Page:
The Six Automatic Restaurant Success Triggers

Every time a person thinks about going out to eat, there’s a list of questions and answers that influence their decision. Most are automatic. A few are deliberate. Some are concrete. Some are malleable. What we perceive to be appropriate, enjoyable and worth effort, time & money is filtered by instinctual emotions.

The emotions work in two states that highly influence how we spend our time and money, which equals busy restaurant or not busy restaurant.

 

Past Event Emotional Result: What was recorded

Like a computer saving a file to a hard drive, a strong emotional situation writes significant event to memory. The circumstances of the event are stored for later retrieval. This is a survival mechanism which can’t be turned off. It’s automatic. The greater the emotion experienced at the time, the more detail, clarity, and faster the ability to retrieve what was recorded at a later time.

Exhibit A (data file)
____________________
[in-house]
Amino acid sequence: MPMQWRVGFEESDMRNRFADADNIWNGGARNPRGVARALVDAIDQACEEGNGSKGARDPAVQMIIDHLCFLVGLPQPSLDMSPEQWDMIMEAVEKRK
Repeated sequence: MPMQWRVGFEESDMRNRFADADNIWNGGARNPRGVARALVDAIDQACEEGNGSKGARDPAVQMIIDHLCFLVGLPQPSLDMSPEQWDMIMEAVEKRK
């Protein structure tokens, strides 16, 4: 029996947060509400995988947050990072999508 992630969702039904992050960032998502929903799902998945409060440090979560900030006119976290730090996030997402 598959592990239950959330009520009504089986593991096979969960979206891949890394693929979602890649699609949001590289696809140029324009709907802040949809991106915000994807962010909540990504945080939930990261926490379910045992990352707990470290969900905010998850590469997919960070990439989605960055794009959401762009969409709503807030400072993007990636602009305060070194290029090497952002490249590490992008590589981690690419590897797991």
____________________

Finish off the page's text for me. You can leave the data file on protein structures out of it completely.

How does this apply?:
Future decisions are more efficient. It’s why we develop habits. On the positive end, it’s how we either build repeat or word-of-mouth business. On the negative side, it’s why a brand is forgettable, meh, or even disliked. It’s the source of the downward spiral that leads to all-too-many business failures.

New Event Emotional Result: What will happen

The past event emotional result is also survival mechanism. We use this to see into the future and formulate anticipation. Anticipation measures pleasure or pain at a certain potency level. Based on our tolerance of pain, and need for pleasure, we either move towards or away from something. If there’s not enough information, we seek out additional information or allow for other circumstances to come along.

How does this apply?:
We want people to trade their money, and their time with us in exchange for an experience. This requires inspiring action.

Once we receive the impulse to act, then the next questions is, what to do? What happens next is as instinctual as our need to breathe. It comes down to core human needs.